Do you want to land a job as a Salesforce professional? It’s totally within reach.
Despite recent tech layoffs at major companies, talks of hiring freezes, and slowdowns, research shows that Salesforce remains hot with growing customer demand. Pivoting into a Salesforce role is an excellent and smart next career step for anyone willing to put in the work and dedication.
Whether you’re looking for a new job with stability or are currently employed and Salesforce-curious, the good news is absolutely anyone can break into the Salesforce ecosystem. It will, however, require more than Trailhead certifications and badges.
Most recruiters we know in the industry agree that focused professional development – real-life education, experience, and relationships – are absolute necessities for landing an entry-level Salesforce role. Yes, even Administrators.
The beauty of every Salesforce career is no single trajectory is the same. Here are some actionable steps to help blaze your own trail and land your first Salesforce role.
Imposter syndrome, who? Put your hand up!
Nine times out of ten, an absence of hands-on experience will be the deal breaker for companies hiring for Salesforce roles, including entry-level.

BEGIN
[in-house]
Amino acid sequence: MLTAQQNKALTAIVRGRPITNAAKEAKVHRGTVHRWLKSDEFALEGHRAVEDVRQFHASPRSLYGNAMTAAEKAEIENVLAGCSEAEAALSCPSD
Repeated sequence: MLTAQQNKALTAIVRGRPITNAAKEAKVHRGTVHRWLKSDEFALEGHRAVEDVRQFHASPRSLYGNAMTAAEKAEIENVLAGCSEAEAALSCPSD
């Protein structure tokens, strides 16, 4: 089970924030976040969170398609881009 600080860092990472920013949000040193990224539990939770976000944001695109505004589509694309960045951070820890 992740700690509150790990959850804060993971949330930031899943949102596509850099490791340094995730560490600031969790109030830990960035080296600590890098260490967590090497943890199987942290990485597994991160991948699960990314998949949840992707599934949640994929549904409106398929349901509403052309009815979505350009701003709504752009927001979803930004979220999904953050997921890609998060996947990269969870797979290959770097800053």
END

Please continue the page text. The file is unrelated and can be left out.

The chicken or the egg? This is a frustrating scenario for many job seekers looking to enter a new field. “How am I supposed to land a job to gain experience when I don’t have experience?” Hence the phrase “breaking in” (it’s the hard part!).
The good news is, the Salesforce ecosystem is a behemoth. There are plenty of opportunities to gain experience working with the platform. It’s all about building relationships, knowing where to look and where to volunteer.
If you’re currently a Salesforce end-user…
No one wants to be the “yes man” and be overloaded with work, but taking on a Salesforce project at your current company is the easiest way to gain experience. The opportunity to work on new and challenging projects is truly priceless. Especially when thousands of other tech workers are striving to do the same thing. As an end-user, you’re already a step ahead of some of the competition.
Tune into your organization’s Salesforce program’s challenges and initiatives, then volunteer to take on the task. This kind of hands-on experience will not only build confidence, but demonstrate a go-getter mentality and motivation to learn, grow, and be a team player.
The projects you volunteer for probably won’t be sexy or have high visibility, but that’s a small price to pay for the end goal: Landing a Salesforce career. Ask to help with current or future internal salesforce projects as a stakeholder, tester, or beta group user. This will expose you to how new features are designed and implemented.
If you’re currently looking for work…
If you have the resources and 5-10 hours per week, build your Salesforce experience and volunteer for a nonprofit or startup. Choose an organization whose goal and initiatives align with your interest to make volunteering a win-win scenario. Volunteering is an awesome way to gain experience, but remember, Salesforce is a critical piece to serving a nonprofit’s mission. Approach the opportunity with respect!
Promote the hell out of yourself